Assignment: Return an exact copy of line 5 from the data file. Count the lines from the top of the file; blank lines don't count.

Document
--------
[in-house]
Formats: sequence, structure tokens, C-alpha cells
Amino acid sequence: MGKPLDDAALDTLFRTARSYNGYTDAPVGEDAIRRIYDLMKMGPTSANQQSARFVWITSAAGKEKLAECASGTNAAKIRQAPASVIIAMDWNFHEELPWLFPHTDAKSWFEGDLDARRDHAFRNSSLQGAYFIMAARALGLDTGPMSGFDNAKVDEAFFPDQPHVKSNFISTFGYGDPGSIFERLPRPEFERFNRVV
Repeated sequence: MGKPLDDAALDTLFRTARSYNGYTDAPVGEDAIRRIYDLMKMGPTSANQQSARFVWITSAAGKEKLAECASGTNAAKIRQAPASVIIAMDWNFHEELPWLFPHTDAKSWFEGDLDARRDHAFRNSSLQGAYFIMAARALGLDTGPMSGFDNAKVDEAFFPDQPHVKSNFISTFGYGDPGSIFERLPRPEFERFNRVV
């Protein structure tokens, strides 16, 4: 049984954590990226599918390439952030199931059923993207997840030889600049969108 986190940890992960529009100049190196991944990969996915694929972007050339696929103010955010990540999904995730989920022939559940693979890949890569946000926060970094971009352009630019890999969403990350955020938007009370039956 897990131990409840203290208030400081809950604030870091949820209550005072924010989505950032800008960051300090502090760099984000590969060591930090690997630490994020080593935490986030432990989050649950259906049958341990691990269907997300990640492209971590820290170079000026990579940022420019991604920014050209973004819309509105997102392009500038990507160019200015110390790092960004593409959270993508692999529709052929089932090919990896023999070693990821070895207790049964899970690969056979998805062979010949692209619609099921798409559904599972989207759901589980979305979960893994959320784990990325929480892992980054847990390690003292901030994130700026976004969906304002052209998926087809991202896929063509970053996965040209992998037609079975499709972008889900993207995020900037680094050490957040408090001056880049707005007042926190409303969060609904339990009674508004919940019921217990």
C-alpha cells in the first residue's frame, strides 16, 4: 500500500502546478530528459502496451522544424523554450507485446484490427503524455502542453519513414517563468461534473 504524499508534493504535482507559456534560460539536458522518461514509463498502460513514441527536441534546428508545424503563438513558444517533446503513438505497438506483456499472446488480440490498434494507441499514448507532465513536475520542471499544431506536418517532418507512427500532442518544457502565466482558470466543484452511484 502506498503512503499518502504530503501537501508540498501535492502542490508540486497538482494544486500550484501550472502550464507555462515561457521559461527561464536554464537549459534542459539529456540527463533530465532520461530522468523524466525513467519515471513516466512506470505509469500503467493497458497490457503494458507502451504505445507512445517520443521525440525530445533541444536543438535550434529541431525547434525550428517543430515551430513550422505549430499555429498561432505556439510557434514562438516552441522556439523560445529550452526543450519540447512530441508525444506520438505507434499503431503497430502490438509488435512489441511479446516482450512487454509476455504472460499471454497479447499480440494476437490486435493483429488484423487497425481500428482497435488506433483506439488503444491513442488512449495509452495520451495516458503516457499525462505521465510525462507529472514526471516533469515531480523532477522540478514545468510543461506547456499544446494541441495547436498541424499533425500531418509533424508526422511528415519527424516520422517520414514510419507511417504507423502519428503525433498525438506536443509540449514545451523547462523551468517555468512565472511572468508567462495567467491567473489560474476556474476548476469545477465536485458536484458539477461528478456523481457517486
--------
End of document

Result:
């Protein structure tokens, strides 16, 4: 049984954590990226599918390439952030199931059923993207997840030889600049969108 986190940890992960529009100049190196991944990969996915694929972007050339696929103010955010990540999904995730989920022939559940693979890949890569946000926060970094971009352009630019890999969403990350955020938007009370039956 897990131990409840203290208030400081809950604030870091949820209550005072924010989505950032800008960051300090502090760099984000590969060591930090690997630490994020080593935490986030432990989050649950259906049958341990691990269907997300990640492209971590820290170079000026990579940022420019991604920014050209973004819309509105997102392009500038990507160019200015110390790092960004593409959270993508692999529709052929089932090919990896023999070693990821070895207790049964899970690969056979998805062979010949692209619609099921798409559904599972989207759901589980979305979960893994959320784990990325929480892992980054847990390690003292901030994130700026976004969906304002052209998926087809991202896929063509970053996965040209992998037609079975499709972008889900993207995020900037680094050490957040408090001056880049707005007042926190409303969060609904339990009674508004919940019921217990």